In Fiction, Phillip Pullman's Iorek Byrnison is a standout, a polar bear in The Golden Compass who is a scarred, alcoholic warrior. /Who doesn't love Baloo, the mentor, from The Jungle Book? There is Bluebear from Walter Moers The 13 1/2 Lives of Captain Bluebear. Katherine Arden's The Bear and The Nightingale has Medved, the evil bear. On a gentler note, we have the intrepid immigrant Paddington Bear. And, of course Winnie-the-Pooh. 

Bears have been revered by many cultures throughout history, and mostly as a mother. They are the true queen of the beasts.

Tuesday, March 23, 2021



THE TIME OF THE DARK series, published in 1981, is one of my favorite fantasy series. Here's why:

Gil, a student of Medieval history, dreams of a strange world haunted by monstrous, shifting creatures called The Dark. She also dreams of the prince and the wizard trying to save this dream kingdom. When the wizard shows up in her kitchen one night, Gil--along with a motorbike-riding young man named Rudy--are dragged into a world in which they quickly need to learn how to survive, with swords and magic. It sounds cliche, but Hambly creates such fantastic, realistic characters, while vividly painting a world you could believe she visited. The devil's in the exquisite details. It's a dark, gorgeous,and intensely human story. Gil and Rudy's journeys are harrowing--he becomes an apprentice wizard and she becomes a soldier, nascent abilities made irrelevant in their modern lives--but they also find family in this terrifying and beautiful world.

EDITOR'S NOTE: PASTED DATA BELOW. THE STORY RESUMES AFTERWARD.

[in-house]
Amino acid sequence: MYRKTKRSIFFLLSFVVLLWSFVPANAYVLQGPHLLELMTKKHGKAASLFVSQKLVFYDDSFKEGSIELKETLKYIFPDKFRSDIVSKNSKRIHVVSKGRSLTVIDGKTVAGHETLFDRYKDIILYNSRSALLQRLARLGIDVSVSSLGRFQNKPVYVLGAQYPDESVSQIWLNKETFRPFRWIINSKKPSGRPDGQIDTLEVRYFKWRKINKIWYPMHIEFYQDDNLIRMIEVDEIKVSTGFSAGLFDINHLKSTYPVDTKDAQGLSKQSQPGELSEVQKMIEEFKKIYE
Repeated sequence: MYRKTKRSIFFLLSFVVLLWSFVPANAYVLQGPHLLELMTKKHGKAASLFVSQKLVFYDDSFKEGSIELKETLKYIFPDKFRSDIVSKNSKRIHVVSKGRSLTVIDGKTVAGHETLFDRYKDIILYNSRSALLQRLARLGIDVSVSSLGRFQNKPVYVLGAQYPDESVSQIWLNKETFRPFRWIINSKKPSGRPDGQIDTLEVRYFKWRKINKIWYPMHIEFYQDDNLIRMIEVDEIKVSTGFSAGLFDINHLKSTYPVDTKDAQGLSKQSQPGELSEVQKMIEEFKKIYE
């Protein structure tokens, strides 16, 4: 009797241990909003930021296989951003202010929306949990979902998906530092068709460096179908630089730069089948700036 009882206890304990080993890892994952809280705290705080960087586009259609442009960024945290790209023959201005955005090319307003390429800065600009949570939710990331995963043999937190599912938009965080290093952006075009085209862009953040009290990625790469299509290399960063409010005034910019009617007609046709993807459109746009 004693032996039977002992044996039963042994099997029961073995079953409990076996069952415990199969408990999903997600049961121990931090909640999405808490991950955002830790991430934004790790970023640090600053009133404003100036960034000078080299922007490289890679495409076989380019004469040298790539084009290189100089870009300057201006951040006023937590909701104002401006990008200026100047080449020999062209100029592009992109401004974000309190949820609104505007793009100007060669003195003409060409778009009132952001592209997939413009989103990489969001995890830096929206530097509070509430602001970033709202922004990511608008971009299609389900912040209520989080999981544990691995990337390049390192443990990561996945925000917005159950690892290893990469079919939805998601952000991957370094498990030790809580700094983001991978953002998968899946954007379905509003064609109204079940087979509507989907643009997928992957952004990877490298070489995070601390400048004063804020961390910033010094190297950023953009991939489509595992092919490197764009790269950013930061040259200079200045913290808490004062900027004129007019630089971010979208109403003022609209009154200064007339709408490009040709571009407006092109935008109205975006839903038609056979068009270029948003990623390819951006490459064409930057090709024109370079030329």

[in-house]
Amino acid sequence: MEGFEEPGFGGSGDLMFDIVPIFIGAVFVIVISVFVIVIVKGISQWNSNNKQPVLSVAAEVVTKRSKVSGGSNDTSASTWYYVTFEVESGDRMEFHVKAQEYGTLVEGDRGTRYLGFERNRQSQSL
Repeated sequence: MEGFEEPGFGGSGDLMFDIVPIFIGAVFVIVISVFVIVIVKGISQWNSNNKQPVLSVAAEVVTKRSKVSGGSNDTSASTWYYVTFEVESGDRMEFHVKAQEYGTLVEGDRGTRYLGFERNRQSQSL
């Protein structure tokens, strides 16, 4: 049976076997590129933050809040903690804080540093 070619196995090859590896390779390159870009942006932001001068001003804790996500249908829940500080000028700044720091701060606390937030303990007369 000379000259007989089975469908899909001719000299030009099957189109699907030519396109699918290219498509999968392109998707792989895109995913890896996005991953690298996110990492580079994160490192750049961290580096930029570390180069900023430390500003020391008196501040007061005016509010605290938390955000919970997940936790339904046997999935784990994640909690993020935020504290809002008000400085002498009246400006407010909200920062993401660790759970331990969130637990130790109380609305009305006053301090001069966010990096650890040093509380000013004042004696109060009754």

THE CHARACTERS make the story. Ingold is the wizard, an old war veteran turned magic user who was a red-headed troublemaker in his youth. Minalde is the young queen and mother of the kingdom's infant heir and she's a Snow White who has to transform into a ruler, fast. Alwir, handsome and raven-haired, a warrior and an aristocrat, is her older brother and becomes a memorable villain. Ice Falcon is a cold-hearted young soldier from the White Raiders,a nomadic people who terrorize the borders.

AUTHOR'S HISTORY: Hambly has a Masters in Medieval History and it shows. She's also written about a band of mercenaries and a group of wizards, set in the same world, as well as a separate series about a free man of color who solves mysteries and another series about Victorian vampires.

WHY I LOVE IT: The interesting characters, pungent details, and tense plot.